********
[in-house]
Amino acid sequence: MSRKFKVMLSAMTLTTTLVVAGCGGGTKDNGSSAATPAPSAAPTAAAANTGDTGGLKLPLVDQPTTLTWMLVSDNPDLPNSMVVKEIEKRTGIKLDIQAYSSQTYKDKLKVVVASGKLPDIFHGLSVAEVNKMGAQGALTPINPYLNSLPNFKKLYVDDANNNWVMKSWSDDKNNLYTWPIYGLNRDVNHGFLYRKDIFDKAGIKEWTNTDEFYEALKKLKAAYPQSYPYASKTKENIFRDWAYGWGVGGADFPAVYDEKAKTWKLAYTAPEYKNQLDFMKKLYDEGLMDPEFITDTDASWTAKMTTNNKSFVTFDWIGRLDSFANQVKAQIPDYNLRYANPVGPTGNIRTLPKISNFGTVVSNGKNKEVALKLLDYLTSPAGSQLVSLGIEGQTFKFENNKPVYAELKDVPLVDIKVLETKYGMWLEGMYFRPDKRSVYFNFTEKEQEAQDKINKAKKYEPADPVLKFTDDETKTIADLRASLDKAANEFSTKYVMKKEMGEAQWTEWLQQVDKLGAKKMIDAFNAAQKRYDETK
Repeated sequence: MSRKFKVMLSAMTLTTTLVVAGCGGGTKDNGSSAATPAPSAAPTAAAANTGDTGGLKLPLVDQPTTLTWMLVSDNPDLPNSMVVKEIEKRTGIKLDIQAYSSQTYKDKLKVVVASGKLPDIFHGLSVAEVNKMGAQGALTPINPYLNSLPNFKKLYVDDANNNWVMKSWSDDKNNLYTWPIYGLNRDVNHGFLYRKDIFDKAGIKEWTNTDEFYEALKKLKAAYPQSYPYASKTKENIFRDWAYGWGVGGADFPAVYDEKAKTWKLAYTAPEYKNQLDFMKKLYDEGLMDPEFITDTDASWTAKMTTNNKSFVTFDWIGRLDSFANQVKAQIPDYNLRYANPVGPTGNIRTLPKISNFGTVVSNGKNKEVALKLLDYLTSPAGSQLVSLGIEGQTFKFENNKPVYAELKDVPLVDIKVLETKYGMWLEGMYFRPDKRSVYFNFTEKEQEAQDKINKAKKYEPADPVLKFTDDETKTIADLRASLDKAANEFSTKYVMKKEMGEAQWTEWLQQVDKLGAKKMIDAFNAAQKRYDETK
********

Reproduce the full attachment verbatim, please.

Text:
[in-house]
Amino acid sequence: MSRKFKVMLSAMTLTTTLVVAGCGGGTKDNGSSAATPAPSAAPTAAAANTGDTGGLKLPLVDQPTTLTWMLVSDNPDLPNSMVVKEIEKRTGIKLDIQAYSSQTYKDKLKVVVASGKLPDIFHGLSVAEVNKMGAQGALTPINPYLNSLPNFKKLYVDDANNNWVMKSWSDDKNNLYTWPIYGLNRDVNHGFLYRKDIFDKAGIKEWTNTDEFYEALKKLKAAYPQSYPYASKTKENIFRDWAYGWGVGGADFPAVYDEKAKTWKLAYTAPEYKNQLDFMKKLYDEGLMDPEFITDTDASWTAKMTTNNKSFVTFDWIGRLDSFANQVKAQIPDYNLRYANPVGPTGNIRTLPKISNFGTVVSNGKNKEVALKLLDYLTSPAGSQLVSLGIEGQTFKFENNKPVYAELKDVPLVDIKVLETKYGMWLEGMYFRPDKRSVYFNFTEKEQEAQDKINKAKKYEPADPVLKFTDDETKTIADLRASLDKAANEFSTKYVMKKEMGEAQWTEWLQQVDKLGAKKMIDAFNAAQKRYDETK
Repeated sequence: MSRKFKVMLSAMTLTTTLVVAGCGGGTKDNGSSAATPAPSAAPTAAAANTGDTGGLKLPLVDQPTTLTWMLVSDNPDLPNSMVVKEIEKRTGIKLDIQAYSSQTYKDKLKVVVASGKLPDIFHGLSVAEVNKMGAQGALTPINPYLNSLPNFKKLYVDDANNNWVMKSWSDDKNNLYTWPIYGLNRDVNHGFLYRKDIFDKAGIKEWTNTDEFYEALKKLKAAYPQSYPYASKTKENIFRDWAYGWGVGGADFPAVYDEKAKTWKLAYTAPEYKNQLDFMKKLYDEGLMDPEFITDTDASWTAKMTTNNKSFVTFDWIGRLDSFANQVKAQIPDYNLRYANPVGPTGNIRTLPKISNFGTVVSNGKNKEVALKLLDYLTSPAGSQLVSLGIEGQTFKFENNKPVYAELKDVPLVDIKVLETKYGMWLEGMYFRPDKRSVYFNFTEKEQEAQDKINKAKKYEPADPVLKFTDDETKTIADLRASLDKAANEFSTKYVMKKEMGEAQWTEWLQQVDKLGAKKMIDAFNAAQKRYDETK